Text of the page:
Excerpts from a conversation between Prithviraj and Vivek Ranjit.
You’ve been acting as the leading man since you were 18, and have mostly played characters older than your age. Have you ever missed campus life or just doing normal teenager stuff?
Yes, absolutely. Anonymity is priceless and you don’t realise it until you lose it. But then, when I complain about the loss of anonymity, there is also so much that this job has given me. I guess this is a trade-off that one has to learn to live with. Have I learnt to live with it? I am not sure. But I don’t see a point in complaining. I did not have a conventional campus life, because the only two years of my campus life were spent in another country where the culture of college is very different from what we are used to in India.
When you entered films you were mostly working with seniors who were your dad’s colleagues…
Yeah. For the longest time I used to call actors like Jagadish ettan ‘eda’ in films because they would play my friend.
Was it weird?
It was. In fact I remember in a film called Chakram, an actor called Srihari used to address me as Chandretta. The gentleman might have been twice my age, I am not sure. But I also think that this has been an integral part of my refinement process as an actor. Now I have a wealth of experience that I can tap into in the future. In that sense, I think I am a very lucky actor.
Malayalam cinema is going through a great phase, and there’s huge interest in it. You’re doing a global project like Aadujeevitham next. How do you wish to expand the market of Malayalam cinema?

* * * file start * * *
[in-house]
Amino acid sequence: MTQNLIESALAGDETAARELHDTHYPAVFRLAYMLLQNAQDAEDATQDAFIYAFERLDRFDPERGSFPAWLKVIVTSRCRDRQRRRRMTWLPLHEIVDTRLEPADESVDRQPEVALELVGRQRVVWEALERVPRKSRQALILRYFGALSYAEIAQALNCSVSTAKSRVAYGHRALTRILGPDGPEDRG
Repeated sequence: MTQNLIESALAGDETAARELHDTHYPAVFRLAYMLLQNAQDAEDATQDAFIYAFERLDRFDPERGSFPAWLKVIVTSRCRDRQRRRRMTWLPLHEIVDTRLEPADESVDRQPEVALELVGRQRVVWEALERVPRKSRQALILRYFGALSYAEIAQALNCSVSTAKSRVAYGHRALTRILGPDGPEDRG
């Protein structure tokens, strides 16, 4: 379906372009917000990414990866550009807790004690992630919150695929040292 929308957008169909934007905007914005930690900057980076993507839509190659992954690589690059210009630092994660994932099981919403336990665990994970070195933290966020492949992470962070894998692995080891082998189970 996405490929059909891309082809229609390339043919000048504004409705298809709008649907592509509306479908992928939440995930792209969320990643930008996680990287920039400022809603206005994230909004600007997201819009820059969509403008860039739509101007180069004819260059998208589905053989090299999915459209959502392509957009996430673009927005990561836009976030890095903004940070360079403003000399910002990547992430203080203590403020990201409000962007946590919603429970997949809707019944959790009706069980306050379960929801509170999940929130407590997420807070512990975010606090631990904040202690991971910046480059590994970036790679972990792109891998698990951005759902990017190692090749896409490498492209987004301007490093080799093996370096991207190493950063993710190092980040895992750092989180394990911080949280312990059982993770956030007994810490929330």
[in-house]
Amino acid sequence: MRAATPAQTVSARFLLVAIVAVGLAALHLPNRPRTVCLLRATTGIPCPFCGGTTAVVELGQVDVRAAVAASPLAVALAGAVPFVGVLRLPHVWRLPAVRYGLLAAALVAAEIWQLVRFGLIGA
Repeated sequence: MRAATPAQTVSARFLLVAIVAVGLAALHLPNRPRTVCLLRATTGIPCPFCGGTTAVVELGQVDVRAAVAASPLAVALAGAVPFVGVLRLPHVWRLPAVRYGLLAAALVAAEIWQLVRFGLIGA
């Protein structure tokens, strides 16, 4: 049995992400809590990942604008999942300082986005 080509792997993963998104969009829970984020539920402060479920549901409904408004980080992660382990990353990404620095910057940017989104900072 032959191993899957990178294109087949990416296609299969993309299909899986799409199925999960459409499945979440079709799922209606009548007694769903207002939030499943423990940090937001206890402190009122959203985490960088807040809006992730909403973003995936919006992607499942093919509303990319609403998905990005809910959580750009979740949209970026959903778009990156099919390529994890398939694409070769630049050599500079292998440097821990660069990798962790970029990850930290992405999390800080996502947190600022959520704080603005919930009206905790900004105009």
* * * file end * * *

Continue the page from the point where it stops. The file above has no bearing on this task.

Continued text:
I have always maintained that the only way to expand Malayalam cinema is to make films that would appeal to a global audience. True growth will happen when we make content that will also appeal to audiences that do not know Malayalam or Kerala. Films such as Take Off and Ennu Ninte Moideen, though deeply rooted in Malayalam, carried content that would appeal to anybody. Aadujeevitham is very much in that space, although made on a much bigger scale. The dream of director Blessy and myself is to make it the biggest-ever global venture that Malayalam cinema has come up with. We are going to make sure that it travels the world. We want it to reach a place where we can tell the world that there is a small strip of land in the South of India, and we did this. That’s the idea.
How did your foray into other languages happen? Was it part of a plan?
Both these languages (Tamil and Hindi) found a way to me. I remember seeing a Hindi film called Khakee and I felt it was shot in a very interesting manner. Later on, I learnt that it was the first film in India shot with a digital intermediate and was done by KV Anand. So, I called up my friend, director VK Prakash and asked him who this guy is. He told me that his first film was our Thenmaavin Kombath. The next day, I got a call from Anand, who said he wanted to pitch his directorial debut to me. I was in Bombay and he met me there. That was how Kana Kandaen happened. In the same way, I was shooting Urumi when Anurag Kashyap told me he is producing a film that a director wants to pitch to me. That was Aiyyaa. It has all been beyond and outside of what I had planned.
Your first Hindi film had one of India’s top heroines Rani Mukerji lusting after you. Was it ever awkward?
Actually, that was the most interesting dynamic of the film. Indian cinema is unfortunately so used to objectifying women; with Aiyyaa, we just turned the tables and said that now, let the woman objectify the man. I am a big fan of Rani. It was a satirical take on a lot of Bollywood cliches. It was a great experience working with her, and I got to work in close quarters with Anurag. The director Sachin Kundalkar was quite a genius too.
You’re one person who has been trolled for various reasons, including your English and your Facebook posts. How do you see that?
Well… keep them coming. I genuinely love them, especially because some of them are so creative. If my written English fails to communicate my thoughts, I guess it is a problem with my language, and my fault. But, I must admit that some of the trolls are really, really creative.